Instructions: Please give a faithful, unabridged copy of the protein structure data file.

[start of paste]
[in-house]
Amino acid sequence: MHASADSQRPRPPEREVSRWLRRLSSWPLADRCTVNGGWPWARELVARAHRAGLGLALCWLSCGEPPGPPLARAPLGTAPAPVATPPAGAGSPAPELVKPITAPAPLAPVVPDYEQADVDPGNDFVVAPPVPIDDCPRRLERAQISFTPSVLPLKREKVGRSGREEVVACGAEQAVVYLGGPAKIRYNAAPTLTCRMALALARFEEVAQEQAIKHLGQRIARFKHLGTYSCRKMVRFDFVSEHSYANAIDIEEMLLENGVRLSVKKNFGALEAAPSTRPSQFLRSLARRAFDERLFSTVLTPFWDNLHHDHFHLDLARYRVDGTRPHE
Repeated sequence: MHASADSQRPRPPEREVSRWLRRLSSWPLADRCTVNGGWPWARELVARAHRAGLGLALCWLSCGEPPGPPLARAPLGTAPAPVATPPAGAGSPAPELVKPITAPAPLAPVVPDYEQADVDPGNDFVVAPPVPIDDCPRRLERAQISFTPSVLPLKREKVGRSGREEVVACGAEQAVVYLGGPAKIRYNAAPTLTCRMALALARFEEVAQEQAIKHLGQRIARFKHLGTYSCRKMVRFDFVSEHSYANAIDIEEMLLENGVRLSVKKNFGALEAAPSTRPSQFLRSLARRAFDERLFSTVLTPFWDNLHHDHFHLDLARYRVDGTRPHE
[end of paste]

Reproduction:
[in-house]
Amino acid sequence: MHASADSQRPRPPEREVSRWLRRLSSWPLADRCTVNGGWPWARELVARAHRAGLGLALCWLSCGEPPGPPLARAPLGTAPAPVATPPAGAGSPAPELVKPITAPAPLAPVVPDYEQADVDPGNDFVVAPPVPIDDCPRRLERAQISFTPSVLPLKREKVGRSGREEVVACGAEQAVVYLGGPAKIRYNAAPTLTCRMALALARFEEVAQEQAIKHLGQRIARFKHLGTYSCRKMVRFDFVSEHSYANAIDIEEMLLENGVRLSVKKNFGALEAAPSTRPSQFLRSLARRAFDERLFSTVLTPFWDNLHHDHFHLDLARYRVDGTRPHE
Repeated sequence: MHASADSQRPRPPEREVSRWLRRLSSWPLADRCTVNGGWPWARELVARAHRAGLGLALCWLSCGEPPGPPLARAPLGTAPAPVATPPAGAGSPAPELVKPITAPAPLAPVVPDYEQADVDPGNDFVVAPPVPIDDCPRRLERAQISFTPSVLPLKREKVGRSGREEVVACGAEQAVVYLGGPAKIRYNAAPTLTCRMALALARFEEVAQEQAIKHLGQRIARFKHLGTYSCRKMVRFDFVSEHSYANAIDIEEMLLENGVRLSVKKNFGALEAAPSTRPSQFLRSLARRAFDERLFSTVLTPFWDNLHHDHFHLDLARYRVDGTRPHE